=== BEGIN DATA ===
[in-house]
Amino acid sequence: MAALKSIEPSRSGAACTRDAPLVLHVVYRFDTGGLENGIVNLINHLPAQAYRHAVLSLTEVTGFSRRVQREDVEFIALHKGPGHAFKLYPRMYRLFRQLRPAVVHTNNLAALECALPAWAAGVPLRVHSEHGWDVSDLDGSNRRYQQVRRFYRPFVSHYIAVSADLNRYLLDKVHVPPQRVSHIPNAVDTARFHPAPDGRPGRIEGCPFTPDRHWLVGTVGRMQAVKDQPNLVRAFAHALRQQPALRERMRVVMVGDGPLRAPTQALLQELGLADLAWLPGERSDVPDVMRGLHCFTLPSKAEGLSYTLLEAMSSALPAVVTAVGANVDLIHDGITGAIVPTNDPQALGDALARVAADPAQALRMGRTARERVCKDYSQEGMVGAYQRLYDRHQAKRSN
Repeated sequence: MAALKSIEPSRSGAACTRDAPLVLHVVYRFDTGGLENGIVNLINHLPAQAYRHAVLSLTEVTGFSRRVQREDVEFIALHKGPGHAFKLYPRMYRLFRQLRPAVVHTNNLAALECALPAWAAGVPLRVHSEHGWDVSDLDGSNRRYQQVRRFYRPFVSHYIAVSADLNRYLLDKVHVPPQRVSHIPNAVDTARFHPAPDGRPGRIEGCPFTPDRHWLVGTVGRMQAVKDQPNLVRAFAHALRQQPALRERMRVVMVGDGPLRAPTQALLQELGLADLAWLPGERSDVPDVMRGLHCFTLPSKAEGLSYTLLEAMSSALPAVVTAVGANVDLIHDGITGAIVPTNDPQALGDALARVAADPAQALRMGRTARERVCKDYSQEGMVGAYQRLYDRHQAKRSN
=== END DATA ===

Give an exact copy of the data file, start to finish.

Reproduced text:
[in-house]
Amino acid sequence: MAALKSIEPSRSGAACTRDAPLVLHVVYRFDTGGLENGIVNLINHLPAQAYRHAVLSLTEVTGFSRRVQREDVEFIALHKGPGHAFKLYPRMYRLFRQLRPAVVHTNNLAALECALPAWAAGVPLRVHSEHGWDVSDLDGSNRRYQQVRRFYRPFVSHYIAVSADLNRYLLDKVHVPPQRVSHIPNAVDTARFHPAPDGRPGRIEGCPFTPDRHWLVGTVGRMQAVKDQPNLVRAFAHALRQQPALRERMRVVMVGDGPLRAPTQALLQELGLADLAWLPGERSDVPDVMRGLHCFTLPSKAEGLSYTLLEAMSSALPAVVTAVGANVDLIHDGITGAIVPTNDPQALGDALARVAADPAQALRMGRTARERVCKDYSQEGMVGAYQRLYDRHQAKRSN
Repeated sequence: MAALKSIEPSRSGAACTRDAPLVLHVVYRFDTGGLENGIVNLINHLPAQAYRHAVLSLTEVTGFSRRVQREDVEFIALHKGPGHAFKLYPRMYRLFRQLRPAVVHTNNLAALECALPAWAAGVPLRVHSEHGWDVSDLDGSNRRYQQVRRFYRPFVSHYIAVSADLNRYLLDKVHVPPQRVSHIPNAVDTARFHPAPDGRPGRIEGCPFTPDRHWLVGTVGRMQAVKDQPNLVRAFAHALRQQPALRERMRVVMVGDGPLRAPTQALLQELGLADLAWLPGERSDVPDVMRGLHCFTLPSKAEGLSYTLLEAMSSALPAVVTAVGANVDLIHDGITGAIVPTNDPQALGDALARVAADPAQALRMGRTARERVCKDYSQEGMVGAYQRLYDRHQAKRSN